About the CASG


History

Over the last 40 years, the Collaborative Antiviral Study Group (CASG) has advanced the diagnosis and treatment of viral diseases through the design and implementation of innovative clinical trials. The original charge of the NIAID-sponsored CASG was to evaluate treatments of serious herpes virus infections, especially those caused by herpes simplex virus (HSV) and varicella-zoster virus (VZV). Realizing that these problems were best evaluated by a multi-center approach employing controlled clinical trials, the CASG was established to lead these studies in 1972. Through these efforts the standard of care for herpes simplex encephalitis, neonatal herpes simplex virus infections, congenital cytomegalovirus infection and varicella-zoster virus diseases has been established.

Through the years, the CASG has expanded from a small group of 20 sites in 1975 to include institutions throughout the United States as well as in Canada, the United Kingdom and Sweden. 

Since its inception, the CASG has been housed at the University of Alabama at Birmingham (UAB). The Central Unit of the CASG at UAB provides medical, laboratory, biostatistical and administrative staff to coordinate research design and regulatory affairs related to conducting multi-center trials in a changing environment. UAB researcher and professor, Richard J. Whitley, MD has provided continuous leadership for the CASG and has served as Project Director since 1980. John W. Gnann, Jr., MD, oversees all adult studies conducted by the CASG, and David Kimberlin, MD, oversees all CASG pediatric studies.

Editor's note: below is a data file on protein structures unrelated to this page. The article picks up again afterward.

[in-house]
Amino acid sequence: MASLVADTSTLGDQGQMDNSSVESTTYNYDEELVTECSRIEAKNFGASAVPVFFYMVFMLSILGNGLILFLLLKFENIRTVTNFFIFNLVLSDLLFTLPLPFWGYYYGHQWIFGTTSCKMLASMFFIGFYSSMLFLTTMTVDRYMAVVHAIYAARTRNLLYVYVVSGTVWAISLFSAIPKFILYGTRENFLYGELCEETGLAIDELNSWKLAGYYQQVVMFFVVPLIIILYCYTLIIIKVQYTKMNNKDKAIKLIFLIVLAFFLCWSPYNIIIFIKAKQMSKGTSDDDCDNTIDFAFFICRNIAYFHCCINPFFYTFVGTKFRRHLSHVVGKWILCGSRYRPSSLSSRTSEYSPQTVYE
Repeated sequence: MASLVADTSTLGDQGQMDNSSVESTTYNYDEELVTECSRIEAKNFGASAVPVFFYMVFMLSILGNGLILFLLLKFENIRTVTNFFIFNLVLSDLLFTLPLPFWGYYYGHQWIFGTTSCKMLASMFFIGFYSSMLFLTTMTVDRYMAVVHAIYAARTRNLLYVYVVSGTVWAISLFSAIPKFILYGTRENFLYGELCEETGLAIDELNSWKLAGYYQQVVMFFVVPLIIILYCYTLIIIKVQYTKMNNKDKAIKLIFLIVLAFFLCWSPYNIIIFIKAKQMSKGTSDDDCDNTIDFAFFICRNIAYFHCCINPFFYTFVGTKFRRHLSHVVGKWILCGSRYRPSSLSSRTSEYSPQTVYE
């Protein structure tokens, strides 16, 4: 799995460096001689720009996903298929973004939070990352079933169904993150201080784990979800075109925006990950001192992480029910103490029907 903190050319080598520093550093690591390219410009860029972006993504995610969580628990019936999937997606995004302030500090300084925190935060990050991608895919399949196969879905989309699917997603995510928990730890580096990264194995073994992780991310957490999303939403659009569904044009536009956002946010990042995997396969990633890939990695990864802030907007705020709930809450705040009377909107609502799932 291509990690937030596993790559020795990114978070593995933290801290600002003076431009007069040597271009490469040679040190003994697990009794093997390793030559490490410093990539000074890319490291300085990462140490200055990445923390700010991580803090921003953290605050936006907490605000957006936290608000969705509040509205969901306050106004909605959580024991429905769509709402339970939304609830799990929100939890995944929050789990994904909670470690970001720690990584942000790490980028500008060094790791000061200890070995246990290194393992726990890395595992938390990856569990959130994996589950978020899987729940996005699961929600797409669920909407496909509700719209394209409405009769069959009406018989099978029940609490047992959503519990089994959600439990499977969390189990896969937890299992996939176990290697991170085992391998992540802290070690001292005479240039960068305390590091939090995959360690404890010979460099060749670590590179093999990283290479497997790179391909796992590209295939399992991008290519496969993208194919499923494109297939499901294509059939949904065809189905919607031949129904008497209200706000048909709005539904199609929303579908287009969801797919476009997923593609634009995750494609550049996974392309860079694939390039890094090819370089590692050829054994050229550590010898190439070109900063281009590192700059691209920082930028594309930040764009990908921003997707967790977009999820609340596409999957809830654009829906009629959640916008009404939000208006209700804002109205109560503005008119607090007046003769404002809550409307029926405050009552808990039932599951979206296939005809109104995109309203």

Mission Statement

The mission of the CASG is to:   

  • facilitate the evaluation of promising treatments of acute and chronic human viral diseases that are deemed medically and scientifically important by the Department of HHS/NIH/NIAID/DMID;
  • facilitate advances in clinical antiviral therapy by rigorously evaluating the efficacy and safety of new therapeutic regimens for serious viral diseases in adult and pediatric immunocompromised and immune competent patient populations;
  • develop and implement emergent infection research for disease identified by the NIAID as a threat to public health;  
  • develop and apply contemporary diagnostic procedures to advance understanding of the natural history of diseases.